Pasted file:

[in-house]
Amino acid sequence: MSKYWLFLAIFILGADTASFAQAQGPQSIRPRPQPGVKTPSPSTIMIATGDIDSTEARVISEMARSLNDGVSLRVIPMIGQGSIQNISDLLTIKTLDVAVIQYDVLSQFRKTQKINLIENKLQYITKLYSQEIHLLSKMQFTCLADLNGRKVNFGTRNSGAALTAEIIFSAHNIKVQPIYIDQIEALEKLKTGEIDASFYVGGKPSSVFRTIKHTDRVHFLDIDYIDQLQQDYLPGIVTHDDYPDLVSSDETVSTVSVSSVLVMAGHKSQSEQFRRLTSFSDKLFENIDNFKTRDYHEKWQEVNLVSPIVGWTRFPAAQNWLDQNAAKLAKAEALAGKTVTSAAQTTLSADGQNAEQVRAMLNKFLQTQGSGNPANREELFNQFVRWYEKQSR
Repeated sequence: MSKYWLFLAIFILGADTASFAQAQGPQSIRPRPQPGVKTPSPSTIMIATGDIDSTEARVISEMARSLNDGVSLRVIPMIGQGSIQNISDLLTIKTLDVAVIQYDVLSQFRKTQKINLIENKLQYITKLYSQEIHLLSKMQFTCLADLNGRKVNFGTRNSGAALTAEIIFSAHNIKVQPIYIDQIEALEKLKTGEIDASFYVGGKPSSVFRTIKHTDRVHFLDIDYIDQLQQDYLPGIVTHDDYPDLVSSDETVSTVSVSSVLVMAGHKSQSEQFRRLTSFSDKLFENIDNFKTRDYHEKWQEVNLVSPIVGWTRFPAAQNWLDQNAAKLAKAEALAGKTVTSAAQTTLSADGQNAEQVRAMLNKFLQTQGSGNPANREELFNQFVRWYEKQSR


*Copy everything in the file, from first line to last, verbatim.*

[in-house]
Amino acid sequence: MSKYWLFLAIFILGADTASFAQAQGPQSIRPRPQPGVKTPSPSTIMIATGDIDSTEARVISEMARSLNDGVSLRVIPMIGQGSIQNISDLLTIKTLDVAVIQYDVLSQFRKTQKINLIENKLQYITKLYSQEIHLLSKMQFTCLADLNGRKVNFGTRNSGAALTAEIIFSAHNIKVQPIYIDQIEALEKLKTGEIDASFYVGGKPSSVFRTIKHTDRVHFLDIDYIDQLQQDYLPGIVTHDDYPDLVSSDETVSTVSVSSVLVMAGHKSQSEQFRRLTSFSDKLFENIDNFKTRDYHEKWQEVNLVSPIVGWTRFPAAQNWLDQNAAKLAKAEALAGKTVTSAAQTTLSADGQNAEQVRAMLNKFLQTQGSGNPANREELFNQFVRWYEKQSR
Repeated sequence: MSKYWLFLAIFILGADTASFAQAQGPQSIRPRPQPGVKTPSPSTIMIATGDIDSTEARVISEMARSLNDGVSLRVIPMIGQGSIQNISDLLTIKTLDVAVIQYDVLSQFRKTQKINLIENKLQYITKLYSQEIHLLSKMQFTCLADLNGRKVNFGTRNSGAALTAEIIFSAHNIKVQPIYIDQIEALEKLKTGEIDASFYVGGKPSSVFRTIKHTDRVHFLDIDYIDQLQQDYLPGIVTHDDYPDLVSSDETVSTVSVSSVLVMAGHKSQSEQFRRLTSFSDKLFENIDNFKTRDYHEKWQEVNLVSPIVGWTRFPAAQNWLDQNAAKLAKAEALAGKTVTSAAQTTLSADGQNAEQVRAMLNKFLQTQGSGNPANREELFNQFVRWYEKQSR